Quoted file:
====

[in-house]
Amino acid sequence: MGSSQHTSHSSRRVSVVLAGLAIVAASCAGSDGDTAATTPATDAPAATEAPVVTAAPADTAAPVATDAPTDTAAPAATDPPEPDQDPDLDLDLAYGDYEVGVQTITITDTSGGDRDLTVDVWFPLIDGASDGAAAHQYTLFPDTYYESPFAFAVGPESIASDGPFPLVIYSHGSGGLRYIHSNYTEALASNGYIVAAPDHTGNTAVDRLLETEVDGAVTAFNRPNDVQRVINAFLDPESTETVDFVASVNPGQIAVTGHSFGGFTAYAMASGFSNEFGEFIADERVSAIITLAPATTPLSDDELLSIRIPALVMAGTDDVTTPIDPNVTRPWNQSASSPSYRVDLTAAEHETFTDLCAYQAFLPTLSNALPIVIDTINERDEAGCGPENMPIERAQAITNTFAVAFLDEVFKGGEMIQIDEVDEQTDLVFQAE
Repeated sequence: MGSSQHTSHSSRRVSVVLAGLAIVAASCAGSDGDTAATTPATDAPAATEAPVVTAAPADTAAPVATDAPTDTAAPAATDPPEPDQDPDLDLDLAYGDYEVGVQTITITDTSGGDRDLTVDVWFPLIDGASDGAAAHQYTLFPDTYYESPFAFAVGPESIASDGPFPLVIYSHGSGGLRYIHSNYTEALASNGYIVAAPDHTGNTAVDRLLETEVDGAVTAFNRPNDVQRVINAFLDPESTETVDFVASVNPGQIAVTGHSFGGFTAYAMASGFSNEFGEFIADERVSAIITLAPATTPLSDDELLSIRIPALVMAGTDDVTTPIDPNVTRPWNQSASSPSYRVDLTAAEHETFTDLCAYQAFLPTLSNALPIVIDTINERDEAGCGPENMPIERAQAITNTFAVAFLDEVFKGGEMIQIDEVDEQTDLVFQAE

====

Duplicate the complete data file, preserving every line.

[in-house]
Amino acid sequence: MGSSQHTSHSSRRVSVVLAGLAIVAASCAGSDGDTAATTPATDAPAATEAPVVTAAPADTAAPVATDAPTDTAAPAATDPPEPDQDPDLDLDLAYGDYEVGVQTITITDTSGGDRDLTVDVWFPLIDGASDGAAAHQYTLFPDTYYESPFAFAVGPESIASDGPFPLVIYSHGSGGLRYIHSNYTEALASNGYIVAAPDHTGNTAVDRLLETEVDGAVTAFNRPNDVQRVINAFLDPESTETVDFVASVNPGQIAVTGHSFGGFTAYAMASGFSNEFGEFIADERVSAIITLAPATTPLSDDELLSIRIPALVMAGTDDVTTPIDPNVTRPWNQSASSPSYRVDLTAAEHETFTDLCAYQAFLPTLSNALPIVIDTINERDEAGCGPENMPIERAQAITNTFAVAFLDEVFKGGEMIQIDEVDEQTDLVFQAE
Repeated sequence: MGSSQHTSHSSRRVSVVLAGLAIVAASCAGSDGDTAATTPATDAPAATEAPVVTAAPADTAAPVATDAPTDTAAPAATDPPEPDQDPDLDLDLAYGDYEVGVQTITITDTSGGDRDLTVDVWFPLIDGASDGAAAHQYTLFPDTYYESPFAFAVGPESIASDGPFPLVIYSHGSGGLRYIHSNYTEALASNGYIVAAPDHTGNTAVDRLLETEVDGAVTAFNRPNDVQRVINAFLDPESTETVDFVASVNPGQIAVTGHSFGGFTAYAMASGFSNEFGEFIADERVSAIITLAPATTPLSDDELLSIRIPALVMAGTDDVTTPIDPNVTRPWNQSASSPSYRVDLTAAEHETFTDLCAYQAFLPTLSNALPIVIDTINERDEAGCGPENMPIERAQAITNTFAVAFLDEVFKGGEMIQIDEVDEQTDLVFQAE